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Four Hills victim was mother of six

Copyright © 2017 Albuquerque Journal

A woman whose mutilated body was found in a sandy arroyo in the shadow of the upper middle class Four Hills neighborhood last Saturday grew up in To’hajiilee and more recently split her time between the Native American reservation land and Albuquerque, her mother told the Journal on Friday.

Evangelyn Ray said her daughter, Audra Willis, 39, did not have a permanent residence, but lived off and on with family in Albuquerque and on the reservation. She was the mother of six children, all under the age of 17, who lived in To’hajiilee.

“She was loved by the whole family, no one ever tried pushing her away,” Ray said. “She chose her way of life and we did everything we could to keep her safe. As a mother, it’s hard to know that your child is out there.”

Albuquerque Police say Willis was found dead, decapitated, and with severe injuries near Winterwood and Autumn Wood SE. They have not named any suspects in the case or said how Willis died.

Police released her identity Friday, after reaching her next of kin. A department spokesman could not be reached to provide more details Friday.

Ray said that, when Willis was in the city, she would often take off with friends, hanging out with people the family had never met and occasionally getting into trouble. But she would also work off and on and did not ask for handouts.

“She kept it separate, so we don’t know where she hung out or with who she hung out,” Ray said. “We tried not to get into her space and let her have own little life, didn’t judge for where she lived, what she did or who she saw.”

Ray said she is left struggling with how to cope with the horrible death her daughter faced and why someone would do such a thing. She referenced the fact that Willis had been in and out of jail, and court records show a string of petty arrests, such as drinking in public and disorderly conduct. Most recently she had been booked for failing to appear in a petty misdemeanor battery case – and had been released on her own recognizance just two days before her body was found.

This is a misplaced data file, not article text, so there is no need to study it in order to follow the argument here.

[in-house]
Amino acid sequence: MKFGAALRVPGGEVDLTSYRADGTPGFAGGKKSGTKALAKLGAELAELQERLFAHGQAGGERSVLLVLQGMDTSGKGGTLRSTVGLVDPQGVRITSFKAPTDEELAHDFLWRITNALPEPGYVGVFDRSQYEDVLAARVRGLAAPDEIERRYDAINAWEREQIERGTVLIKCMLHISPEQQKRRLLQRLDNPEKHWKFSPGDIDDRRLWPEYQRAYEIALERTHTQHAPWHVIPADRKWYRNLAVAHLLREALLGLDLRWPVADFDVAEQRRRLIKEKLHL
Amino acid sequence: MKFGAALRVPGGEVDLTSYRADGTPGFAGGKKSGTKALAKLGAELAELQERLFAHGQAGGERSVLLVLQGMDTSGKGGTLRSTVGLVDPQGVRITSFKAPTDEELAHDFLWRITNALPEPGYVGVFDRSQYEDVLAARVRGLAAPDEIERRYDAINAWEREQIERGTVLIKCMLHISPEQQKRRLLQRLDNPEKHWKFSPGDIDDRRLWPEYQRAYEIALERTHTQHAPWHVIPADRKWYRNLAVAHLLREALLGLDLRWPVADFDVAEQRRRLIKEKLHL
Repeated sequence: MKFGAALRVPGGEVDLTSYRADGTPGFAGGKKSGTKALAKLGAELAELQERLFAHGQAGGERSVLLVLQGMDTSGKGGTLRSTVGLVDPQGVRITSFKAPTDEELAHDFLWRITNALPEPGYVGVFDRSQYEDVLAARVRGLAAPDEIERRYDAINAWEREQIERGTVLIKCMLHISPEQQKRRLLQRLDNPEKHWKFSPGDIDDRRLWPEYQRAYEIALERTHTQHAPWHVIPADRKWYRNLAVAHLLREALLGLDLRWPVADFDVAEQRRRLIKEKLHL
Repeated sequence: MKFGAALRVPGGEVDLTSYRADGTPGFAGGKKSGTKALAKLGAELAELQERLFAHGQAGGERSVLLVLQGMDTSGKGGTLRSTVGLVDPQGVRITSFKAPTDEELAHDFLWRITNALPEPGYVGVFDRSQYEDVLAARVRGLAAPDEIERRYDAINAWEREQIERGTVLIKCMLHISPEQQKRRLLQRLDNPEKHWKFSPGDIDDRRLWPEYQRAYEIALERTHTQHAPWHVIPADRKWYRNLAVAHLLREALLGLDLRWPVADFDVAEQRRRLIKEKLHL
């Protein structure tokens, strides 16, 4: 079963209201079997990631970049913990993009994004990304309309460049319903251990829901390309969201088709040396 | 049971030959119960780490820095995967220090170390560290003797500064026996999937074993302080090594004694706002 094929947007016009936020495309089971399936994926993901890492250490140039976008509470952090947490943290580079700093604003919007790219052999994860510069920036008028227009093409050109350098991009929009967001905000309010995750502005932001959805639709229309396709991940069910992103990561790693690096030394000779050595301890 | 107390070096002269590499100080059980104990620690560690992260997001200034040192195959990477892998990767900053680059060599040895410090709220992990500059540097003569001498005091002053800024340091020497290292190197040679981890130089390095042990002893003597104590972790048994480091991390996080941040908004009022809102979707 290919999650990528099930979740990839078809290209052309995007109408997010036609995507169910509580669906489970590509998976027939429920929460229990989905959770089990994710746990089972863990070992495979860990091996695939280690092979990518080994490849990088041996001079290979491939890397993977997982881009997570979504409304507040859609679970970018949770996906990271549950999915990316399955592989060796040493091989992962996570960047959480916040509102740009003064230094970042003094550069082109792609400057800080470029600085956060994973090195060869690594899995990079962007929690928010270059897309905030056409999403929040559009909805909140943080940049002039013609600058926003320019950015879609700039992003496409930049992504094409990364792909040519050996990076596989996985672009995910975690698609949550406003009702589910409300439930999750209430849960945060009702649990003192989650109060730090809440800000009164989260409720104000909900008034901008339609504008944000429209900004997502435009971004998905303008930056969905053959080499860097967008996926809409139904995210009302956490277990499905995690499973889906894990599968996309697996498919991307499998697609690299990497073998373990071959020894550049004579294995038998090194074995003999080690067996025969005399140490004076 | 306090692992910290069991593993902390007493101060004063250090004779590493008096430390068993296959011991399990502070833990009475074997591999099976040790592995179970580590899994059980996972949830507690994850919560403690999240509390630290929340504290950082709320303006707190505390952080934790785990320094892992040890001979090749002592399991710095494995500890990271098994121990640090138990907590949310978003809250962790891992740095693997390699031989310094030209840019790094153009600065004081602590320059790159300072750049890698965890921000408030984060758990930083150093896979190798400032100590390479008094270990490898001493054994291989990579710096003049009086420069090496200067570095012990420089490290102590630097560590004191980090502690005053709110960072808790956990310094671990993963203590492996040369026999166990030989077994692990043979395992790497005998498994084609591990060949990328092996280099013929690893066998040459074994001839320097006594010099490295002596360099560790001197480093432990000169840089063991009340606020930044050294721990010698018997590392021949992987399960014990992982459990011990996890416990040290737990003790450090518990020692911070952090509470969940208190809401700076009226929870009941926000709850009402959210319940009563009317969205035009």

“I have so many questions,” Ray said. “They told us she got out of jail on the 21st and they found her body on the 23rd. What happened between that?”

Willis’ death comes almost exactly a year after a homeless man was found decapitated behind a northeast Albuquerque Wal-Mart. On Dec. 17, 2016, police say a security guard found 42-year-old Clifford Miller of Oklahoma stabbed to death and mutilated behind a Dumpster. APD spokesman Simon Drobik has previously said investigators don’t believe the two killings are connected.

Ray said she had last seen Willis for the family’s Thanksgiving dinner and did not find out about her death until Dec. 26.

“I hope they catch whoever did this to her,” Ray said. “We’re not going to rest until we find out. It’s awful for that to happen, and as a Native, for something like that to happen.”

Ray said Willis was the second oldest of five siblings. She said her daughter would stay for a month or two with her and her husband in their Southeast Albuquerque home, doing puzzles and playing dominos, before returning to To’hajiilee.

Now they are planning to lay her to rest in her family burial plot once her body is released from the investigation. Ray said she hasn’t wanted to go through photos of her daughter until they have seen her body and had more time to process what happened. She asked the Journal not to run a photo of Willis yet.

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